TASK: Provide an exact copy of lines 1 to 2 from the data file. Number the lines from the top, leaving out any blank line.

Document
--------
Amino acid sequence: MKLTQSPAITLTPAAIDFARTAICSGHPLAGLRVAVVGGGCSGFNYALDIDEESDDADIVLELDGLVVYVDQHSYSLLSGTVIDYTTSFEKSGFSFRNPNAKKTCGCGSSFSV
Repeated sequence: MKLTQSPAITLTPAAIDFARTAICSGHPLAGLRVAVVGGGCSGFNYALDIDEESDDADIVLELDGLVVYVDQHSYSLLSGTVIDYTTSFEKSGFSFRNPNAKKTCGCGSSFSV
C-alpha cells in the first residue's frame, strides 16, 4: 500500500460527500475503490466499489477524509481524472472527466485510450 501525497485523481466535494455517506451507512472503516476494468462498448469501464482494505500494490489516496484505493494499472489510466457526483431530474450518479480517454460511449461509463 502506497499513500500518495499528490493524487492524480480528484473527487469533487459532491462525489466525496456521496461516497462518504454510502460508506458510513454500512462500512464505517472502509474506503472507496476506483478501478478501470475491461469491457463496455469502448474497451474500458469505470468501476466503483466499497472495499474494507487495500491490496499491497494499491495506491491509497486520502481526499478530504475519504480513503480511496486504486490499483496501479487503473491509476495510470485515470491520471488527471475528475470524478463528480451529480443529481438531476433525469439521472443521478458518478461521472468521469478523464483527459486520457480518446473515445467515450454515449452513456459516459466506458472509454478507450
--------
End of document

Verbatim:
Amino acid sequence: MKLTQSPAITLTPAAIDFARTAICSGHPLAGLRVAVVGGGCSGFNYALDIDEESDDADIVLELDGLVVYVDQHSYSLLSGTVIDYTTSFEKSGFSFRNPNAKKTCGCGSSFSV
Repeated sequence: MKLTQSPAITLTPAAIDFARTAICSGHPLAGLRVAVVGGGCSGFNYALDIDEESDDADIVLELDGLVVYVDQHSYSLLSGTVIDYTTSFEKSGFSFRNPNAKKTCGCGSSFSV